- The lights should be at the same height as the camera and about the same distance from the quilt as the camera, but positioned a few feet to the right and left of it.
Let's talk about those in a little more detail. Number one sounds obvious, doesn't it? But you'd be surprised at how many pictures on quilters' websites are not rectangular. (Take a look at the "keystoning" example in the Gallery of Wrongs to see what we mean.) The only way to make sure you don't have this problem is to measure.
Let's say your quilt is 40" high. Then its vertical center is 20" from its bottom edge. Measure it, and put a pin there just to remind yourself. Then measure up from the floor to the pin. You want to set the camera's height to be exactly the same. Do the same for the horizontal center, using an adjacent wall as your baseline.
What about distance? The main thing to remember is that you don't want your camera's zoom on a wide angle setting, because that virtually guarantees your picture will suffer from barrel distortion. Move the camera back until you can fill the frame when the zoom is at a more or less middle setting. A little toward telephoto is better than a little toward wideangle—there's little noticeable distortion at tele settings.* Second, moving your lights back lets the illumination spread out more evenly, so you're less likely to see hotspots in your picture.
* There's a fairly widespread misconception that you should avoid telephoto settings when photographing artwork. This is exactly backward: by far the most objectionable distortion occurs at the wideangle end of the range. If you have any doubts about this, check out the distortion tests in professional camera reviews such as this one. These tests are always performed at maximum wideangle setting, because that's where the worst distortion always occurs.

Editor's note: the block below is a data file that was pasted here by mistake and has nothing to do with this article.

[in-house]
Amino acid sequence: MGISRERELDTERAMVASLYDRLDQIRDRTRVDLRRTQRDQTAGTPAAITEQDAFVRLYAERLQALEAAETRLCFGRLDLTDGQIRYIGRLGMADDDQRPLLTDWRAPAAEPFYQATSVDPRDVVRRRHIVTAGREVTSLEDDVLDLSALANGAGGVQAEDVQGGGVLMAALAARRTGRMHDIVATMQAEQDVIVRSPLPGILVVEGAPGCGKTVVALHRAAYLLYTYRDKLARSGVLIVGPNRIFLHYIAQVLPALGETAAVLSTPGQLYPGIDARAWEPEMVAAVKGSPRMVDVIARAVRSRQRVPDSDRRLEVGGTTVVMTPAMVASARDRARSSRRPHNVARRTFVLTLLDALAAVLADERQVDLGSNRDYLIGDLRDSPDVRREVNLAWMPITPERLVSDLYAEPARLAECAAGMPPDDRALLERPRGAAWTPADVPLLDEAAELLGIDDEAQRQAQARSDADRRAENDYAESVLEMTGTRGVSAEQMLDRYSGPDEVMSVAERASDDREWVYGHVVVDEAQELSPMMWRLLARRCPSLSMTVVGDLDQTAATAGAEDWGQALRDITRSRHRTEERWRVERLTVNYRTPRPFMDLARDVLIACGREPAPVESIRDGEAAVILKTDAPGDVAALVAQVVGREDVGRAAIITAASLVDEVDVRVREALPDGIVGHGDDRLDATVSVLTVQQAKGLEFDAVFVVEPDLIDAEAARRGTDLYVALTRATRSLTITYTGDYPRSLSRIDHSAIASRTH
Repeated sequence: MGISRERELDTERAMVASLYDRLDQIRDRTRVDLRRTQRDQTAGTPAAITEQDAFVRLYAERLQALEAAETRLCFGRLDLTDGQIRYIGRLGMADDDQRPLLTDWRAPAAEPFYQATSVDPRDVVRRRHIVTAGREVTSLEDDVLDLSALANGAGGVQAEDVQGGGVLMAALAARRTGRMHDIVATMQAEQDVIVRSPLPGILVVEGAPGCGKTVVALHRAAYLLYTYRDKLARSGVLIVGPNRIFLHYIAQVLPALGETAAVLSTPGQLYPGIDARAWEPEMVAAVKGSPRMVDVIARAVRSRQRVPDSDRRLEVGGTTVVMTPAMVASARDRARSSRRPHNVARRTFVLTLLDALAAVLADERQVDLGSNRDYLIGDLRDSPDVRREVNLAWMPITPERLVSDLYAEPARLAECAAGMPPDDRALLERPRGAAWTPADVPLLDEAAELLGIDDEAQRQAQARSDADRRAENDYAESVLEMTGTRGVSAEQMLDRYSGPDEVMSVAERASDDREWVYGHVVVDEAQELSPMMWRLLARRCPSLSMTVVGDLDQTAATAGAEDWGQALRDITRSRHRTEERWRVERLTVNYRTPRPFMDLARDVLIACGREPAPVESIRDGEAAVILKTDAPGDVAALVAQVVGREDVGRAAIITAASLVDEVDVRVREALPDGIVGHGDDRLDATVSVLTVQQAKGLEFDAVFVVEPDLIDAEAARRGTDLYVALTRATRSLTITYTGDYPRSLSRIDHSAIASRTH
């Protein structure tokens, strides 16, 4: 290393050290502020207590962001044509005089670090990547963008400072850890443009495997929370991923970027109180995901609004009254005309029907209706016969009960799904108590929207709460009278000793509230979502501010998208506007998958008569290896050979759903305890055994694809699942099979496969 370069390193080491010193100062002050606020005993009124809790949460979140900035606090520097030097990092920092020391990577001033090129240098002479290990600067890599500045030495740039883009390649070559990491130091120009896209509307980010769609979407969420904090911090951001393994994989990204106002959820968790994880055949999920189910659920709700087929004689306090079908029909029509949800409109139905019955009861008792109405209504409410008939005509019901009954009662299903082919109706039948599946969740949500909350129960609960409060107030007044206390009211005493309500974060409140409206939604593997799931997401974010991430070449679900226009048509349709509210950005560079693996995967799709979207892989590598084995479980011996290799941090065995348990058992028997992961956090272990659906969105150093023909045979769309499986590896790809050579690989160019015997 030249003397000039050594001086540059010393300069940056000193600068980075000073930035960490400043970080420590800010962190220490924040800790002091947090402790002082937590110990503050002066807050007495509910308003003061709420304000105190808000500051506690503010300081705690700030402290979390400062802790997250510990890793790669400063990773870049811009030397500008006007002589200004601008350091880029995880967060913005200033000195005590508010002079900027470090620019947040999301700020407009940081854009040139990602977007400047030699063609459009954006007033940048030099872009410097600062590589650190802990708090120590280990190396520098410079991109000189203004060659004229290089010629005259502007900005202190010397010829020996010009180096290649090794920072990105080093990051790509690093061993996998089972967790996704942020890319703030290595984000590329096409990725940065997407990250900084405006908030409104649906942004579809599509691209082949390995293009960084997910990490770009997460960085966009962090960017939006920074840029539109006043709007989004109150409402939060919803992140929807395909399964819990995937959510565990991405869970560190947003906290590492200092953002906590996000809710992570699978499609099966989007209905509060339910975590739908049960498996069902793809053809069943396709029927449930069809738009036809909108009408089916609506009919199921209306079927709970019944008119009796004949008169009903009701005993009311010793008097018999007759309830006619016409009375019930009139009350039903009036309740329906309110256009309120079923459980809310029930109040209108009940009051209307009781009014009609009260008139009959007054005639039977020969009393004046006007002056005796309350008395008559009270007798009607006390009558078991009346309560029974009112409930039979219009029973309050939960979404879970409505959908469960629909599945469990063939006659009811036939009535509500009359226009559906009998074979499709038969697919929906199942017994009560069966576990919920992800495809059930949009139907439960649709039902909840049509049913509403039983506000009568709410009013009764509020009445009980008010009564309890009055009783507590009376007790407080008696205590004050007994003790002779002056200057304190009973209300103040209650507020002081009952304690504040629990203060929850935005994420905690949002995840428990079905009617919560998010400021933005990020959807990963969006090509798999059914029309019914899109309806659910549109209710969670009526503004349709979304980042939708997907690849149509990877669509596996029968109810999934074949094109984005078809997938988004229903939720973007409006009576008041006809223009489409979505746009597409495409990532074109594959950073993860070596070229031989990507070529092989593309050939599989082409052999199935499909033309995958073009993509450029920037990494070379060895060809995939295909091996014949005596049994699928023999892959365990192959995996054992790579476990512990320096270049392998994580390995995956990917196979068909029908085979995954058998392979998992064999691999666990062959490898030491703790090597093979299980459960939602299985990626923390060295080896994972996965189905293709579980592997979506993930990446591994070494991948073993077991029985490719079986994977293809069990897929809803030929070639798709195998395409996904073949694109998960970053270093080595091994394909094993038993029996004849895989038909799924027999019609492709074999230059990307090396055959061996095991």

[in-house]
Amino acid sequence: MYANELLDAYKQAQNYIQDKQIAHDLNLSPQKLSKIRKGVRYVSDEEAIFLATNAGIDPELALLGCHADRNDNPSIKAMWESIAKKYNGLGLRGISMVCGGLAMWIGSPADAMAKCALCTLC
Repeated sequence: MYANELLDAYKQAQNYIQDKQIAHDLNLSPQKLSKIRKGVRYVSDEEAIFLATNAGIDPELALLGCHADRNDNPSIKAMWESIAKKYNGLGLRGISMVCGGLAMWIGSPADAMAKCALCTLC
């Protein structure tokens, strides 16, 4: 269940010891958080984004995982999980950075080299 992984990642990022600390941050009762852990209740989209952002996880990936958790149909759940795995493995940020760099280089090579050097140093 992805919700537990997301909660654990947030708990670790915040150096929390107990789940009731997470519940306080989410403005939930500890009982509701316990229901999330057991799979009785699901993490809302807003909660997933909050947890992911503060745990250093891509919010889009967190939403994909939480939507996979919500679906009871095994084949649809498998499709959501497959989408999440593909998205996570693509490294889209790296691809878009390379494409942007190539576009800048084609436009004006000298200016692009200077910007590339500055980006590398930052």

Putting it all together
Here's a 'photography studio' set up in a guest room. Because the back wall was angled, a 4' x 6' foam board was used as a support for the quilt. (The camera, not visible in this shot, is just behind the lights.) By the way, although it may look as though this quilt is wrinkled, it isn't—the top and bottom edges are scalloped. You can see a full-sized image of "Buttercup" on Holly's website.
Taking the picture
Well, finally we're ready to shoot some photos! Setting up is most of the work; the rest is easy. Here are a few tips to make the picture-taking go smoothly.
- Double-check your white balance If you're using the daylight-balanced compact fluorescent bulbs we recommend, your camera's white balance should be set to daylight (the little sun icon ). If you're using incandescent lights, choose the light-bulb icon . If your camera won't let you choose a white balance setting ... well, you'll just have to hope for the best and make adjustments in your photo software afterward. Don't forget to set your white balance back to "Auto" when you're finished photographing quilts! Otherwise you may have problems with odd color casts in your snapshots.
- Use your self-timer Yes, we know your camera is on a tripod. But it only takes a little jiggle when you press the shutter to blur your photo ... so why take chances? Set the self-timer, takes your hands off the camera and let it do its own thing.
- Use a medium aperture Most consumer digital cameras' lenses deliver their sharpest images at around f/5.6, so if your camera lets you set aperture manually, try something in that range. This isn't critical, but it can help a little, so you might as well do it if you can. If you can't, don't worry.